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International Religious Freedom Report 2002
Bureau of Democracy, Human Rights, and Labor

The Constitution provides for freedom of religion, and the Government generally respects this right in practice.

There was no change in the status of respect for religious freedom during the period covered by this report, and government policy continued to contribute to the generally free practice of religion.

The generally amicable relationship among religions in society contributed to religious freedom.

The U.S. Government discusses religious freedom issues with the Government in the context of its overall dialog and policy of promoting human rights.

Section I. Religious Demography

The country has a total area of 13,939 square miles, and its population is approximately 305,000.

There are a wide variety of religious beliefs in the country. More than 90 percent of the population profess a religion, and anecdotal evidence suggests that most of these persons attend services on a regular basis. The country is ethnically diverse, with a Haitian minority of as many as 40,000 persons, and a white/European minority that is nearly as large. The country's religious profile reflects this diversity. Protestant Christian denominations (including Baptists, Anglicans, Presbyterians, Methodists, Evangelicals, Seventh-Day Adventists, and the Salvation Army) are in the majority, but there are significant Roman Catholic and Greek Orthodox populations. Smaller Jewish, Baha'i, and Muslim communities also are active. A small but stable number of citizens identify themselves as Rastafarians, while some members of the country's small resident Guyanese and Indian populations practice Hinduism and other South Asian religions. Although many unaffiliated Protestant congregations are almost exclusively black, most mainstream churches are integrated racially.


Section II. Status of Religious Freedom

Legal/Policy Framework

The Constitution provides for freedom of religion, and the Government generally respects this right in practice. The Government at all levels strives to protect this right in full, and does not tolerate its abuse, either by governmental or private actors.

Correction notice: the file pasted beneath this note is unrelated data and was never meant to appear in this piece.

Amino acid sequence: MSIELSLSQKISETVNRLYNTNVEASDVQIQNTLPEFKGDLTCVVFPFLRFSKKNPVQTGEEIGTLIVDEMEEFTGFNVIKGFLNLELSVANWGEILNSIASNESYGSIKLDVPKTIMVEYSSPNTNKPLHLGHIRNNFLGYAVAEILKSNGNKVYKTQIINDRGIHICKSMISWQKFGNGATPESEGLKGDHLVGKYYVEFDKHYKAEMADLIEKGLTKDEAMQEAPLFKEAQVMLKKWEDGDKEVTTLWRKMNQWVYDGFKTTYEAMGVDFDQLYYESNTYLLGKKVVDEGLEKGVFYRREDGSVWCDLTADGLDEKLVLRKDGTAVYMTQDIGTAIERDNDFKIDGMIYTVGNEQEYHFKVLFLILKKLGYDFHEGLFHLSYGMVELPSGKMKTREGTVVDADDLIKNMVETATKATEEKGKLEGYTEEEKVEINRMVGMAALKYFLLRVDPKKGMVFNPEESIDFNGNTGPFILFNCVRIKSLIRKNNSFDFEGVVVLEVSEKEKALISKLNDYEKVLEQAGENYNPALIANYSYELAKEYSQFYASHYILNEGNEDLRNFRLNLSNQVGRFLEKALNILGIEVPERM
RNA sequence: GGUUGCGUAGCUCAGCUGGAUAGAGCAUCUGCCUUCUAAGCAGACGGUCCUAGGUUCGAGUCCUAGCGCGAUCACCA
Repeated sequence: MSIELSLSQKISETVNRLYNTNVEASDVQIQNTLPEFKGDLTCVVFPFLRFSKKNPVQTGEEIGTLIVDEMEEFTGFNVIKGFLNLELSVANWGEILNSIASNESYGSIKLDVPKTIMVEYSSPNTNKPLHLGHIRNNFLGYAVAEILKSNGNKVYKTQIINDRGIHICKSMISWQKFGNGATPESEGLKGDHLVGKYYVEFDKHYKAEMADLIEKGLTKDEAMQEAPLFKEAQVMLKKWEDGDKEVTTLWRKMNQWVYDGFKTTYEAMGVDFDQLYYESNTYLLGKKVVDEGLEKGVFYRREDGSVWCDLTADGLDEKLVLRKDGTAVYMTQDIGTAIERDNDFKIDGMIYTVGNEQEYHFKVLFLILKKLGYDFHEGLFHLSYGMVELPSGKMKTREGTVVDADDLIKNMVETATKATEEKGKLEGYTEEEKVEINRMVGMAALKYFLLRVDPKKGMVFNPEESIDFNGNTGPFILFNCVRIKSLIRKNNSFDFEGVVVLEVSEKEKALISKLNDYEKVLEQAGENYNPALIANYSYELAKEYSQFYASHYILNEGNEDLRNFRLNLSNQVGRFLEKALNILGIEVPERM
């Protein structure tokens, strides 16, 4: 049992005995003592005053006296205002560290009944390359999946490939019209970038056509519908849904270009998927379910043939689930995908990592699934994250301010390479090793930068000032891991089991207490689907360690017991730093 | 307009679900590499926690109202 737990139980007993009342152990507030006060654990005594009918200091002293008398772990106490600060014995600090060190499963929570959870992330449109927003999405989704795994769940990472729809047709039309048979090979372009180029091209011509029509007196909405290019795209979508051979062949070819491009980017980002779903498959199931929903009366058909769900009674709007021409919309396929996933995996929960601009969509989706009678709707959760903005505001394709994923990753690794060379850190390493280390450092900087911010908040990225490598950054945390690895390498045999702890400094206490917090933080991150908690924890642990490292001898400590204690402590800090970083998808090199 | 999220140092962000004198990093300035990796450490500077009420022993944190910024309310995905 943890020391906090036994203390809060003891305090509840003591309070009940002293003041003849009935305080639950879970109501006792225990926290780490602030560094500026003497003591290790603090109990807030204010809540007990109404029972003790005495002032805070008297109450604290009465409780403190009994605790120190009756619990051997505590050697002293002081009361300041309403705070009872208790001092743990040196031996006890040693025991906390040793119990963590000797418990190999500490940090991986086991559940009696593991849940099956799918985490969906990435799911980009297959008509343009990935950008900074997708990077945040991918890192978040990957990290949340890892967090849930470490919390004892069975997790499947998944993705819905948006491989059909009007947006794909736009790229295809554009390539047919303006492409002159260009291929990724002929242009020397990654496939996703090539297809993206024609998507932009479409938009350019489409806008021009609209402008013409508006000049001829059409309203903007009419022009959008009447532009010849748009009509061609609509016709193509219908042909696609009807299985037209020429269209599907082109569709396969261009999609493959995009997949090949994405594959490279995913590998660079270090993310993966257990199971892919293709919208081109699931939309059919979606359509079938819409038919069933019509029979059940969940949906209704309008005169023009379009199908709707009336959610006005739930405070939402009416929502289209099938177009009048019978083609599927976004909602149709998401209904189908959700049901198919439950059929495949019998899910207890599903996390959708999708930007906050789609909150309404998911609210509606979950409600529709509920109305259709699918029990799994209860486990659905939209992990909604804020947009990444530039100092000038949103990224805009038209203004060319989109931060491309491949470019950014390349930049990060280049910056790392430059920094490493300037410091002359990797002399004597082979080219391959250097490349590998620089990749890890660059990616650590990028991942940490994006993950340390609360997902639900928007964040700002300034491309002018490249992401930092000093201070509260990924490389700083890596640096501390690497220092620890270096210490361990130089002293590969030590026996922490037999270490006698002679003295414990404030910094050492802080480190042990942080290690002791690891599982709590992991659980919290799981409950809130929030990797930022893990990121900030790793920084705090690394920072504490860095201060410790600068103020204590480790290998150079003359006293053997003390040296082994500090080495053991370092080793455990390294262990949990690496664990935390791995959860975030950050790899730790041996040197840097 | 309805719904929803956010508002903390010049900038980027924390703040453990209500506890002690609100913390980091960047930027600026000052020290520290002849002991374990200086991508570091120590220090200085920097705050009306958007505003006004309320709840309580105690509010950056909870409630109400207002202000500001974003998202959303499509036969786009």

Although there is often reference to the country's strong Christian heritage in political and public discourse, there is no established or official state religion. Clergy are trained freely in the country, and the Constitution specifically forbids infringement of a person's freedom to change religion.

Churches and other religious congregations do not face any special registration requirements, although they must incorporate legally to purchase land. There are no legal provisions to encourage or discourage the formation of religious communities, which are required to pay the same tariffs and stamp taxes as other companies once they legally incorporate.

Religion is recognized as an academic subject at government schools and is included in mandatory standardized achievement and certificate tests for all students. The country's Christian heritage has a heavy influence on religion classes in government-supported schools, which focus on the study of Christian philosophy, biblical texts, and to a much lesser extent, comparative and non-Christian religions. The Constitution allows students, or their guardians in the case of minors, to opt out of religious education and observance in schools, and this right--although rarely exercised--is respected in practice.

The Government permits foreign clergy and missionaries to enter the country and to practice their religion without restriction.

The Government meets regularly with religious leaders, both publicly and privately, to discuss social, political, and economic issues.

Restrictions on Religious Freedom

Government policy and practice contributed to the generally free practice of religion.

There were no reports of religious prisoners or detainees.

Forced Religious Conversion

There were no reports of forced religious conversion, including of minor U.S. citizens who had been abducted or illegally removed from the United States, or of the refusal to allow such citizens to be returned to the United States.

Section III. Societal Attitudes

Relations among religious congregations are generally harmonious. However, in August 2001, a member of the Rastafarian minority publicly alleged broad-based discrimination in employment and social situations against members of his minority by the Christian majority.

There are several interdenominational organizations and ecumenical movements. These groups freely express their opinions on social, political, and economic issues.

Section IV. U.S. Government Policy

The U.S. Government discusses religious freedom issues with the Government in the context of its overall dialog and policy of promoting human rights.

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